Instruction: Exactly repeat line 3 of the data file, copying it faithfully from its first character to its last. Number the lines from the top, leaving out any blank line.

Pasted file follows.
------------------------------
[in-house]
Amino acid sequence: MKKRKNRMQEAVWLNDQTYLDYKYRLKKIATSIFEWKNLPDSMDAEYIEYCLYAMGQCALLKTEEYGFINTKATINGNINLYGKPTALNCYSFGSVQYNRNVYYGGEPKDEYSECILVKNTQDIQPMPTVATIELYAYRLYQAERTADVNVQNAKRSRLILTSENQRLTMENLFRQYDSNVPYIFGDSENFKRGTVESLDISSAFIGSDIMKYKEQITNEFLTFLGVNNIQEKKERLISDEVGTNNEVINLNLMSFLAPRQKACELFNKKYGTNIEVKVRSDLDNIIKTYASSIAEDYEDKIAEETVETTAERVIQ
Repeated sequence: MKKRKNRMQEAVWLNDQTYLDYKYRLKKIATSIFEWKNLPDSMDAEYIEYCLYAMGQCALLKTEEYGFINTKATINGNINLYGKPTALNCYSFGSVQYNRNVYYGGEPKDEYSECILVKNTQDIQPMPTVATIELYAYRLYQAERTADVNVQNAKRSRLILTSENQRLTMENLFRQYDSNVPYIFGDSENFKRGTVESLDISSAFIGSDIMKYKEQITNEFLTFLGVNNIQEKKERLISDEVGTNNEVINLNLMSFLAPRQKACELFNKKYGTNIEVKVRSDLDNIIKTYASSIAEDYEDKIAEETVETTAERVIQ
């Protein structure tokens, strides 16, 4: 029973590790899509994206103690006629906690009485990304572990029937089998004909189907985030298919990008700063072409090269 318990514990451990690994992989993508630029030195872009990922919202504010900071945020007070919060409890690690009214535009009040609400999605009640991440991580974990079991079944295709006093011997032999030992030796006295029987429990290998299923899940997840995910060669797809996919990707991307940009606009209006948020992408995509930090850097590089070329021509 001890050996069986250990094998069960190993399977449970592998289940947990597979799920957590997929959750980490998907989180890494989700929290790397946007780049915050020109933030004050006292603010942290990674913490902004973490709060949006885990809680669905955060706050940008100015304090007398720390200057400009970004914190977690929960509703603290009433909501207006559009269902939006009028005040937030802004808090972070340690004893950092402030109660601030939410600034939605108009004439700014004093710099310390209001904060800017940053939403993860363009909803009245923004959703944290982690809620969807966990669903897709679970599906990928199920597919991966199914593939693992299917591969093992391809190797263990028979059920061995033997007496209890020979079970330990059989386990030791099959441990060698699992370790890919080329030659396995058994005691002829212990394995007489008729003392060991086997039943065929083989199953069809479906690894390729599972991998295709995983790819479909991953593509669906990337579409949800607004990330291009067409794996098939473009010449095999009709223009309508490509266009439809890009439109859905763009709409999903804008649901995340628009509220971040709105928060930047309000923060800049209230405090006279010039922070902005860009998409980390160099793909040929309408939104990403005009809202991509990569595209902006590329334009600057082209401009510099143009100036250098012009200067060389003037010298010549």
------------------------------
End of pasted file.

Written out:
Repeated sequence: MKKRKNRMQEAVWLNDQTYLDYKYRLKKIATSIFEWKNLPDSMDAEYIEYCLYAMGQCALLKTEEYGFINTKATINGNINLYGKPTALNCYSFGSVQYNRNVYYGGEPKDEYSECILVKNTQDIQPMPTVATIELYAYRLYQAERTADVNVQNAKRSRLILTSENQRLTMENLFRQYDSNVPYIFGDSENFKRGTVESLDISSAFIGSDIMKYKEQITNEFLTFLGVNNIQEKKERLISDEVGTNNEVINLNLMSFLAPRQKACELFNKKYGTNIEVKVRSDLDNIIKTYASSIAEDYEDKIAEETVETTAERVIQ